The Middle Kenai begins at the outlet of Skilak Lake and ends at the Sterling Highway Bridge in Soldotna. Here you will find a mix of drift and powerboats.
The Lower Kenai flows from the Sterling Highway Bridge in Soldotna into Cook Inlet. This area is primarily fished via powerboat, with very few drift boats present. It is here that you will find the largest concentration of bigger King salmon, making it congested on both shore and boat during the peak salmon fishing seasons.
Fishing for Salmon
As with most salmon, those of the Kenai River are anadromous, meaning they are born in freshwater, migrate to sea after up to two years, spend one to six years in the ocean, growing to adult size, and then return to the place of their birth to reproduce. After spawning, the salmon die off, leaving behind their offspring to carry on. If you fish the Kenai, or any water containing anadromous fish, throughout the summer, you can observe for yourself this life cycle-it is fascinating!
The Kenai River is most well-known for the massive King, or Chinook, salmon it produces. The world record King salmon caught on rod and reel weighed 97 pounds 4 ounces and was caught on this river in 1985; test netting has found some specimens weighing up to 106 pounds. Kings are usually the first salmon to enter back into the river and consist of two distinct runs or pulses, the first pulse being in May (the "early run") and June, and the second run (the "late run") being in July and August. In years past, it was estimated that the total drainage population was 50,000 to 75,000, although there has been some concern more recently about the decreasing numbers of King salmon returning every year. The early run fish are typically headed for clearwater tributaries and smaller, about 20 to 40 pounds, while the late run spawn in the mainstem and average 30 to 50 pounds-though they can get up to 70 or 80 pounds. The Middle and Lower river are more popular King fishing locations and generally done by backtrolling out of a boat, as the river is wide and deep with heavy current, and migration patterns suggest that the Kings prefer deeper holes. If you are looking to get after it on your own, there are a few spots to fish from shore, namely Centennial Campground and the boardwalk near the Sterling Highway Bridge.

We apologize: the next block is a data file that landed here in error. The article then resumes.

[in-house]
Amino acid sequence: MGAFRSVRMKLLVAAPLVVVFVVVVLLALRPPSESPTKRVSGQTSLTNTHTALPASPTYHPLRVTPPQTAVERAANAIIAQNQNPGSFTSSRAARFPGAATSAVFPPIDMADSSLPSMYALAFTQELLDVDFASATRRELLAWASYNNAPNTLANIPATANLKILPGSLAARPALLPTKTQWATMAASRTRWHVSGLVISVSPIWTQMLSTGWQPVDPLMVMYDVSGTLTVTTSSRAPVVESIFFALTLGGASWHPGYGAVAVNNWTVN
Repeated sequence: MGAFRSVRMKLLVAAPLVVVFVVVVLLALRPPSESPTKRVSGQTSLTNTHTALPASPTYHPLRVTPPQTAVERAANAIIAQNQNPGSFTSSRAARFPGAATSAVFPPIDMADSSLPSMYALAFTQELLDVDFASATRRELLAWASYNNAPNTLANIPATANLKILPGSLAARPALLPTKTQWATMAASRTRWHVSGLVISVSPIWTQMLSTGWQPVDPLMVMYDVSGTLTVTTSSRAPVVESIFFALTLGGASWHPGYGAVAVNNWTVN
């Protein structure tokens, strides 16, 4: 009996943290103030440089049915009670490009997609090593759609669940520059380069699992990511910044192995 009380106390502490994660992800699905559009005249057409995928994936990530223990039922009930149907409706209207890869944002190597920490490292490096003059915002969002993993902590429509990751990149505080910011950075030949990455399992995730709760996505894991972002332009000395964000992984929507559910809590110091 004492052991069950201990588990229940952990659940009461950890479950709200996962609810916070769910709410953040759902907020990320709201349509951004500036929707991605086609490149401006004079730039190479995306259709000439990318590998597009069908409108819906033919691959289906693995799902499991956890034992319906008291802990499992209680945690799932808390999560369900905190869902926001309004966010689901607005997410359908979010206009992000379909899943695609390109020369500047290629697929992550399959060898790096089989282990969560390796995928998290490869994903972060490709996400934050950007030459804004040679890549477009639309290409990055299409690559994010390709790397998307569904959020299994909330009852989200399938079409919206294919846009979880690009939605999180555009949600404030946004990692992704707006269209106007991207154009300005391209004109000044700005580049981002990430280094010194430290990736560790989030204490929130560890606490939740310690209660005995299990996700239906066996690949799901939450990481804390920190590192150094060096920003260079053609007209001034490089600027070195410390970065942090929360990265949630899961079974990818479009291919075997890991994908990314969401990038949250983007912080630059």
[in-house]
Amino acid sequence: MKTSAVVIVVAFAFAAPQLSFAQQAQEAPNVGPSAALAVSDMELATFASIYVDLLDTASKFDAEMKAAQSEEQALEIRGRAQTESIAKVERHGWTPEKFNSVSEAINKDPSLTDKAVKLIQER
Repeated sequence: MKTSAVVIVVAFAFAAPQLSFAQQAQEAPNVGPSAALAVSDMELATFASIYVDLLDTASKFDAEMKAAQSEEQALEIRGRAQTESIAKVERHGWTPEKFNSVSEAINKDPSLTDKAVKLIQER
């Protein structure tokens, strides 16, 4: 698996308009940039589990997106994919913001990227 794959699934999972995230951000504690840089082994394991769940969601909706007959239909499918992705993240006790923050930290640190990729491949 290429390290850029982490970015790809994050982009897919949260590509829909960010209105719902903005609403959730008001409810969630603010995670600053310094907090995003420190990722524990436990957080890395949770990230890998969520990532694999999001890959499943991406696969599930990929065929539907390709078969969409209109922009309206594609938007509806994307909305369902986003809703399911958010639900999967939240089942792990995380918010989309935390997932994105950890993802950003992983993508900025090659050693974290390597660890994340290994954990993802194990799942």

Right up there in popularity with the King salmon is the sockeye salmon(or reds, as they are commonly called), largely due to the incredible numbers pouring into the river (estimated in the millions) and the fact that they are often considered the best fish for the menu! These fish are usually second behind the King salmon, to return into the river, with the first run returning in June (mainly headed for the Russian River) and the second run following in mid-July. After about three weeks in the river, the sockeye salmon will have lost any trace of silver color and look more so like the green-headed, red-bodied fish that is so often depicted. Females will deposit up to 4,500 eggs, and all sockeye will die within approximately ten days of reproductive activity, about six to seven weeks after entering the river.